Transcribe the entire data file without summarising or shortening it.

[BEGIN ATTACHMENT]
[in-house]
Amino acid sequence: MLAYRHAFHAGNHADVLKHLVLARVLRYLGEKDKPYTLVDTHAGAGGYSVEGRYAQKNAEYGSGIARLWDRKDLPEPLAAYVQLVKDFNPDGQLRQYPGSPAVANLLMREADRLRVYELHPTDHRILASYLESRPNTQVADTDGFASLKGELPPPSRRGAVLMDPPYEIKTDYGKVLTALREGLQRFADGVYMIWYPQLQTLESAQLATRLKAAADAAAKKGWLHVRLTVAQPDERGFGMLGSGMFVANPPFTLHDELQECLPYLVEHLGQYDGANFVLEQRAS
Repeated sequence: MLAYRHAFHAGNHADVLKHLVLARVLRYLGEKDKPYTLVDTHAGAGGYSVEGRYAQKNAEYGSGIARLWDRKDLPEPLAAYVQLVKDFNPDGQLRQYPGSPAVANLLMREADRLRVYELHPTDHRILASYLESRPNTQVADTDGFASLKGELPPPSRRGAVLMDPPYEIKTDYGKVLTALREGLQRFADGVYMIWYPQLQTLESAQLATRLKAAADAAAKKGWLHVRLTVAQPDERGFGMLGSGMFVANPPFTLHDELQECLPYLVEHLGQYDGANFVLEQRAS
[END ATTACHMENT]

[in-house]
Amino acid sequence: MLAYRHAFHAGNHADVLKHLVLARVLRYLGEKDKPYTLVDTHAGAGGYSVEGRYAQKNAEYGSGIARLWDRKDLPEPLAAYVQLVKDFNPDGQLRQYPGSPAVANLLMREADRLRVYELHPTDHRILASYLESRPNTQVADTDGFASLKGELPPPSRRGAVLMDPPYEIKTDYGKVLTALREGLQRFADGVYMIWYPQLQTLESAQLATRLKAAADAAAKKGWLHVRLTVAQPDERGFGMLGSGMFVANPPFTLHDELQECLPYLVEHLGQYDGANFVLEQRAS
Repeated sequence: MLAYRHAFHAGNHADVLKHLVLARVLRYLGEKDKPYTLVDTHAGAGGYSVEGRYAQKNAEYGSGIARLWDRKDLPEPLAAYVQLVKDFNPDGQLRQYPGSPAVANLLMREADRLRVYELHPTDHRILASYLESRPNTQVADTDGFASLKGELPPPSRRGAVLMDPPYEIKTDYGKVLTALREGLQRFADGVYMIWYPQLQTLESAQLATRLKAAADAAAKKGWLHVRLTVAQPDERGFGMLGSGMFVANPPFTLHDELQECLPYLVEHLGQYDGANFVLEQRAS